The story itself is actually pretty decent and actually makes sense despite how involved it is. You play as a young hero named Kor Metor who is traveling the world to help save a girl named Kohaku along with her brother. There are links within people called Spirias. This is kind of like their soul. Somatics have weapons that are formed from this Spiria and Kor discovers he is one after watching his grandfather die at the hands of a woman named Incarose. There is a “Spiria disease” called xeroms that can cause dispir within people meaning part of their Spiria Core is missing or corrupted. Kor and his friends and “link” with people to fight off this corruption. Kor does this to Kohaku and shatters her core sending the shards into eight pieces across the globe. However, what threw me for a loop was that this whole adventure was only the first half of the game. The second half involves another huge plot with an entire ancient planet that can suck out these Spirias. Of course your new goal is to stop this new evil mad man.


Holy crap…I can’t believe I remember all that! With that said the story consists of endless cut scenes…I mean endless. There’s probably hundreds of cut scenes in this game but 90% of it is spoken Japanese dialog which is nice. There are a few anime cut scenes that are beautiful but I wish there were more. I know most people like cut scenes but I honestly felt it held up the game too much but that’s just personal preference. Aside from the story the combat is actually pretty intense and deep. You can control four different party members in real time in an arena. The attack buttons are completely customizable allowing you to assign new skills and “Artes” to Circle and X. While you hacking away at enemies a meter will charge that allows you to go into a “hyper drive” mode to deal more damage and take less. All while this is going on you can also assign other members’ skills to the touch screen by flicking their icon which I thought was a nice touch. I had one party member heal at my beck and call exactly how I wanted him too instead of relying on his AI which would usually wait until everyone’s HP was in the red.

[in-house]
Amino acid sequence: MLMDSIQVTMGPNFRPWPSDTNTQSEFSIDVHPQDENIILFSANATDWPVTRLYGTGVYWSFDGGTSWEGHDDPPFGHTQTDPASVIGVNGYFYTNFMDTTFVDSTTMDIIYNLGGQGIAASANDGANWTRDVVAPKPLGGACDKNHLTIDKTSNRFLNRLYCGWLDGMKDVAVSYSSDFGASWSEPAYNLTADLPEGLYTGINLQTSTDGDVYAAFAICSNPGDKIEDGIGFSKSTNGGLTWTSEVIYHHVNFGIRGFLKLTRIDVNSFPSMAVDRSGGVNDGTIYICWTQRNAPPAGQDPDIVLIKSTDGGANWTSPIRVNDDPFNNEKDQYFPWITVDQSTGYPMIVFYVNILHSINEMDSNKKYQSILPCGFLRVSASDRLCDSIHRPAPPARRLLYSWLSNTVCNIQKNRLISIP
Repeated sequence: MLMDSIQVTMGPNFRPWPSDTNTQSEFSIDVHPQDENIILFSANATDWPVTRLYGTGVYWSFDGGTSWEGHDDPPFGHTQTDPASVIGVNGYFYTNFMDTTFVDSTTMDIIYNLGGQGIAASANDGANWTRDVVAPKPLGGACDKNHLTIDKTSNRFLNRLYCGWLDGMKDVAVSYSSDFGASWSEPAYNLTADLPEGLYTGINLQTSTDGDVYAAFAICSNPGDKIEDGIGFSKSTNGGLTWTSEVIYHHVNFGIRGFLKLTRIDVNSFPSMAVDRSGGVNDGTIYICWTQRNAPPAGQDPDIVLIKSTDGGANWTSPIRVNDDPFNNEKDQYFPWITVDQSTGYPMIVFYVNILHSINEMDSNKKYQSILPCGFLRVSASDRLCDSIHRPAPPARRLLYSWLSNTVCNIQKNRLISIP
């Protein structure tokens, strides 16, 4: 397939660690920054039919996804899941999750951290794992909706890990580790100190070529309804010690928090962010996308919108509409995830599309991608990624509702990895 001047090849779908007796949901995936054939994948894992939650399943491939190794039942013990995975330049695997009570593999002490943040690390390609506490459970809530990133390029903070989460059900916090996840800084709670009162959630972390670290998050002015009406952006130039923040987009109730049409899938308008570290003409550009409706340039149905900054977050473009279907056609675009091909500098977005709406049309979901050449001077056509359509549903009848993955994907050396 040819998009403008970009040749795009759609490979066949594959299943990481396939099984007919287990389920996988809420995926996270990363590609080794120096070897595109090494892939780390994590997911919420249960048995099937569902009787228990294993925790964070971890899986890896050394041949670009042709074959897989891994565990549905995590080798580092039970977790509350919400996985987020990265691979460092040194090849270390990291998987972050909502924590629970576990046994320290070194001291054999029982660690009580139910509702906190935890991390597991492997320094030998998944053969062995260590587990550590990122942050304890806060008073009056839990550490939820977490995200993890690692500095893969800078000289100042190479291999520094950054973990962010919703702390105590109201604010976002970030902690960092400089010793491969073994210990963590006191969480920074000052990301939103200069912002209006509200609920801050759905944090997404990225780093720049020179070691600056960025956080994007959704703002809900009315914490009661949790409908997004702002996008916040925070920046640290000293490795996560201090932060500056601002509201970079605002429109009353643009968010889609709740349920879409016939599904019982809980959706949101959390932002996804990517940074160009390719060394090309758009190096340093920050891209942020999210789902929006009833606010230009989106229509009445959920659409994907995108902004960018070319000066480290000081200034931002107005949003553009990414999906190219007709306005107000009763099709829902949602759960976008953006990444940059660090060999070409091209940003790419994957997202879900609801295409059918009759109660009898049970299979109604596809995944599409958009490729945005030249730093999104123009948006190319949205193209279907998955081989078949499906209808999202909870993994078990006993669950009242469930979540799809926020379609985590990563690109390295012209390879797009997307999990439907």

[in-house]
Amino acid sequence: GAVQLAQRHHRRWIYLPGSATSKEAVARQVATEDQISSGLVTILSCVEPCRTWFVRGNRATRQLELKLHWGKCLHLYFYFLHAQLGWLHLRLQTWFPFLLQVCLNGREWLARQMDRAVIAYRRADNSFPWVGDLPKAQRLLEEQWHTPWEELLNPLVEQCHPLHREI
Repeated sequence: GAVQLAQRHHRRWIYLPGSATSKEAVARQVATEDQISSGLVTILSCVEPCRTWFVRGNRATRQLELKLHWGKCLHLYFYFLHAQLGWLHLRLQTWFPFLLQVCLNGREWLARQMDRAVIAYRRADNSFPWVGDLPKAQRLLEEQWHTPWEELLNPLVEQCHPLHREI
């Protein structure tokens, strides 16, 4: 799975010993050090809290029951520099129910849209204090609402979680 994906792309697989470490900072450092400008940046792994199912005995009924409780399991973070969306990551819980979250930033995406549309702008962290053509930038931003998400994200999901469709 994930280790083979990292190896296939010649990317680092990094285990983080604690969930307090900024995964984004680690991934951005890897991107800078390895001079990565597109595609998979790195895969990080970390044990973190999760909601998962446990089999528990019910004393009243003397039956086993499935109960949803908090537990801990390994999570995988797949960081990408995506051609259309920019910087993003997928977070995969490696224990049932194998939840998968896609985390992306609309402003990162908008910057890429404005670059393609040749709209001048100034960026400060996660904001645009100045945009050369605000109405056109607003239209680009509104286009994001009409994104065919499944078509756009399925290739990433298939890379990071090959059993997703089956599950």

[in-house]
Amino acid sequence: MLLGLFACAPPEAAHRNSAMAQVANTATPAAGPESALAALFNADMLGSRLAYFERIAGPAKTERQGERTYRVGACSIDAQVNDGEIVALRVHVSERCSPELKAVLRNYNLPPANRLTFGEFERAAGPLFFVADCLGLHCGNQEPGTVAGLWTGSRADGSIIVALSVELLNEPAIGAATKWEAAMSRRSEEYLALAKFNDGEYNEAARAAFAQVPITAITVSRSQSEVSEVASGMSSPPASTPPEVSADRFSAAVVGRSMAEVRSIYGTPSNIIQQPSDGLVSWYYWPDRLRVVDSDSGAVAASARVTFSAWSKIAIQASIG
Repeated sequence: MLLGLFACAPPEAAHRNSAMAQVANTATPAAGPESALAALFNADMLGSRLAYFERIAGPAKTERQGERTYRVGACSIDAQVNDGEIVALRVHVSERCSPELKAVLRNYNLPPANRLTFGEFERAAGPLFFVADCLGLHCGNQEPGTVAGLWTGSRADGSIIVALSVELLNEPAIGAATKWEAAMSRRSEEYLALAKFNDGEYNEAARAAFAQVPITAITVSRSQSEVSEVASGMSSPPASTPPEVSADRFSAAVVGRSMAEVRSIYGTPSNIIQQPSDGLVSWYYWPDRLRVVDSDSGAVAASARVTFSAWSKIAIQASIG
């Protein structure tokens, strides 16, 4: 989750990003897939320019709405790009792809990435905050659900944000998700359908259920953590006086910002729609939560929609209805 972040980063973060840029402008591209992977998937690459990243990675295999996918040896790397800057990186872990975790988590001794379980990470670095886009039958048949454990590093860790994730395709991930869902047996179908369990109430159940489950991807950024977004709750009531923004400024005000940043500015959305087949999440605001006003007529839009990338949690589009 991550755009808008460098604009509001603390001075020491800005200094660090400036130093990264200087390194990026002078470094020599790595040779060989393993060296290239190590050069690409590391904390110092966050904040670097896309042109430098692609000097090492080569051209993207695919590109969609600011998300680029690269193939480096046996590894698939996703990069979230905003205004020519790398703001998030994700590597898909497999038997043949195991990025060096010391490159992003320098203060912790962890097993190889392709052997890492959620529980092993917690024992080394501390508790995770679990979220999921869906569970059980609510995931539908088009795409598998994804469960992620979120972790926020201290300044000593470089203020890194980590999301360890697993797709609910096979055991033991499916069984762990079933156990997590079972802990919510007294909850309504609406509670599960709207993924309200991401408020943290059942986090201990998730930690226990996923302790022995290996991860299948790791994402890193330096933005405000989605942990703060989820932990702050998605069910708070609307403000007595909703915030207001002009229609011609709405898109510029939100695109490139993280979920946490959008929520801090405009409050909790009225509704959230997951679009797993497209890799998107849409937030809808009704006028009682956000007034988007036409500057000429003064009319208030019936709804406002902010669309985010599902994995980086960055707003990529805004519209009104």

Secondly, you level up in this game very oddly and it took me a while to figure it out. You don’t buy weapons in shops, only armor. Weapons are acquired by leveling up your members through their Somas. There’s some sort of complicated line chart in the form of a star, but thankfully the auto-level button just lets you choose what type of fighting style you want for that character and it will assign the points accordingly. Along with this there’s also cooking items which give you boosts during battles, but I never really got into this much. It did come in handy at times, but thankfully you level up fairly quickly while only hitting a difficulty spike on the last two bosses of the game. This required me to level grind for over a day just to raise my members up about 12 levels to get and edge over the bosses.


Lastly, there’s a lot of side content in this game and a New Game+ which is usually unheard of in JRPGs as they are linear and follow a set pattern and path. There are other difficulty levels that also raise the level cap (200) as well as a few side quests for people interested in some more side story (I usually hate side quests in JRPGs). With all that said it’s optional.